Agents from the Naval Criminal Investigative Service executed arrest warrants Wednesday in connection to a sextortion ring that has victimized hundreds of service members since 2015.
The warrants are the first phase of “Operation Surprise Party," an effort launched in 2017 by a collaboration of military and civilian law enforcement agencies to foil a prisoner-led extortion, money laundering and wire fraud scheme that “cost 442 service members from the Army, Navy, Air Force and Marine Corps from across the United States more than $560,000 in financial loss,” a Wednesday NCIS release said.
Army officials and South Carolina law enforcement revealed in October that prison inmates posing on dating applications as women in the same age bracket as the targeted soldier were allegedly duping service members into wiring cash following nude photo text message exchanges.
“Once making contact on the dating application, the conversations are transferred to phone-to-phone text messaging,” the October warrant said. “After several hours to several days of texting, the subject will either send unsolicited nude images of a female to the victim and/or agree to trade sexually explicit images with the victim.”
But shortly after swapping photos with the inmate, the unsuspecting soldier would receive a text from another phone number, one belonging to a completely different prisoner, who would then pose as the fictional girl’s father or law enforcement official.
“The ‘father’ then notifies the victim that the female is under the age of 18," the warrant stated. "The father will typically state that he will leave law enforcement out of the equation if the victim agrees to pay for various things like cell phone replacement, counseling, hospital treatments, etc.”
Targeted service members often succumb to the pressure, the NCIS release said, forking over the funds out of fear of repercussions from their command as a panic sets in that they’ve unknowingly been soliciting child pornography.
Once the soldiers wire the cash, a runner, or "money mule,” receives the transfer and deposits the funds into a JPay account, a payment processing system used by inmates.
JPay also oversees distribution of South Carolina’s costly prison tablet services, the report said, so the inmates can directly apply the “sextorted” money to funding the online scheme from inside the prison’s walls.
”With nothing more than smart phones and a few keystrokes, South Carolina inmates along with outside accomplices victimized hundreds of people," said Daniel Andrews, director of the Army Criminal Investigation Command’s Computer Crime Investigative Unit. “This enforcement operation sends a clear message about our unwavering commitment to protect our nation’s service members so they can focus on their mission of winning wars and defending the American way of life."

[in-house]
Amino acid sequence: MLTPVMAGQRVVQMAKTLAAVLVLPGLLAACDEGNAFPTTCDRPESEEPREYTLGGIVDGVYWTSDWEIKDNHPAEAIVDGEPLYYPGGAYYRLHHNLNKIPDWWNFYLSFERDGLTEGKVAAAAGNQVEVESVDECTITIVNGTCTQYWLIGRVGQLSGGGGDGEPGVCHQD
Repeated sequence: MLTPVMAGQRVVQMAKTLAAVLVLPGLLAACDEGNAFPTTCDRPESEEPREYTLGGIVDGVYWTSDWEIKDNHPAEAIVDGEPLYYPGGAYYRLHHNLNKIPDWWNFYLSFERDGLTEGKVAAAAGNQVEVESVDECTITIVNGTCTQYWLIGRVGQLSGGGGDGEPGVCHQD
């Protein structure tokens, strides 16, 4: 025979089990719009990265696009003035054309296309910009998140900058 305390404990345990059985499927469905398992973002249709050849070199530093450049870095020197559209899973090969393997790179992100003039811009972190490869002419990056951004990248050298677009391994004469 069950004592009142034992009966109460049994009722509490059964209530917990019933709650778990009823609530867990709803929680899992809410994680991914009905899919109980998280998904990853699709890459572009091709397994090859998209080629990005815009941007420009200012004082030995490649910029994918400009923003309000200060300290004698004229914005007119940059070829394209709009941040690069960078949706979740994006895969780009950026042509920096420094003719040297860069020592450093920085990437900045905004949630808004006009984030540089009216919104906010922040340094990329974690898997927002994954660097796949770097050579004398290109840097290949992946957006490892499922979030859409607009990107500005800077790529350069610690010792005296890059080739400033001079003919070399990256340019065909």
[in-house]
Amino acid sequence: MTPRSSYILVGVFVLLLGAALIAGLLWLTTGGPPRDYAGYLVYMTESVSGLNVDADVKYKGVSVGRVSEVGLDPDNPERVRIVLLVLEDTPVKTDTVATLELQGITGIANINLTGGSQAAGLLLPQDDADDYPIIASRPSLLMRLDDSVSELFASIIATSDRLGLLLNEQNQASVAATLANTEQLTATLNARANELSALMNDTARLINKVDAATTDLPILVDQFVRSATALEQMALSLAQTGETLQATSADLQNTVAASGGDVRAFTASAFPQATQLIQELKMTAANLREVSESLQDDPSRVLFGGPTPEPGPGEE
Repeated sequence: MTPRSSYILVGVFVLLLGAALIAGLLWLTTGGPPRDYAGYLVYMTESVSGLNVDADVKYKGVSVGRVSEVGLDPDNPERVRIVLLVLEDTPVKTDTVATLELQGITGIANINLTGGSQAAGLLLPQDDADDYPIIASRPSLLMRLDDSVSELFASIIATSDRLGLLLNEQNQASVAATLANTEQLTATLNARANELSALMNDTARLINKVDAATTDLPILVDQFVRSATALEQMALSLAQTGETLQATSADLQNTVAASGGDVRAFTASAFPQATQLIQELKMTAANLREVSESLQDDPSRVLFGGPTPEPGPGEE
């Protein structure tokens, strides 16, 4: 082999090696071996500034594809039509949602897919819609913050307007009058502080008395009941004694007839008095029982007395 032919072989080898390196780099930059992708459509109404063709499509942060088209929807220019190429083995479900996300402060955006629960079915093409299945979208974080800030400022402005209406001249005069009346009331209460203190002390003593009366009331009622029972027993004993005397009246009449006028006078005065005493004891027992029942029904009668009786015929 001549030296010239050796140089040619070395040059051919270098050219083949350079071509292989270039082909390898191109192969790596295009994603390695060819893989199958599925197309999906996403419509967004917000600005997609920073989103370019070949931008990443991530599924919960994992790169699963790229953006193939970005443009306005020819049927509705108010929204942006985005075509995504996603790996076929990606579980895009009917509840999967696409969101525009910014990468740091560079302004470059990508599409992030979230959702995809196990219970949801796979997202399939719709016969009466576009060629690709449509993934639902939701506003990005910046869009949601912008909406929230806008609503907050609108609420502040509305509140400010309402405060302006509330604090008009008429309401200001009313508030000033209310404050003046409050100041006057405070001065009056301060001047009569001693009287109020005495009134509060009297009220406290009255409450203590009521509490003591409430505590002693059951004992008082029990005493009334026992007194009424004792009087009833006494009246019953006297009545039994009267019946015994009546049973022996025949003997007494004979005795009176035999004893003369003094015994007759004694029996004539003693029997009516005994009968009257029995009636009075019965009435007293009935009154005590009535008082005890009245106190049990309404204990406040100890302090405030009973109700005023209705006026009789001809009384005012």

There are more than 250 additional individuals currently being investigated who could face prosecution, NCIS said.
“This despicable targeting of our brave service members will never be tolerated,” said Andrew Traver, NCIS director. “We were able to complete this first phase because of the excellent work by all our law enforcement partners. ... This operation will continue until we break the back of these criminal networks."
The South Carolina Department of Corrections has petitioned to end inmates' ability to use mobile communication devices inside prisons, a policy change that gained momentum in April after prisoners used contraband cell phones to coordinate a riot that left seven inmates dead.
“Operation Surprise Party” is a joint effort by NCIS, Defense Criminal Investigative Service, Army Criminal Investigation Command and Air Force Office of Special Investigations, the release said. The U.S. Attorney’s Office, Internal Revenue Service, U.S. Marshals Service, Department of Energy, South Carolina Law Enforcement Division and the South Carolina Department of Corrections are also contributing.
Personnel who suspect they’re being targeted by a sextortion scheme are encouraged to contact their local criminal investigative organization, the release said.
Jon Simkins is a writer and editor for Military Times, and a USMC veteran.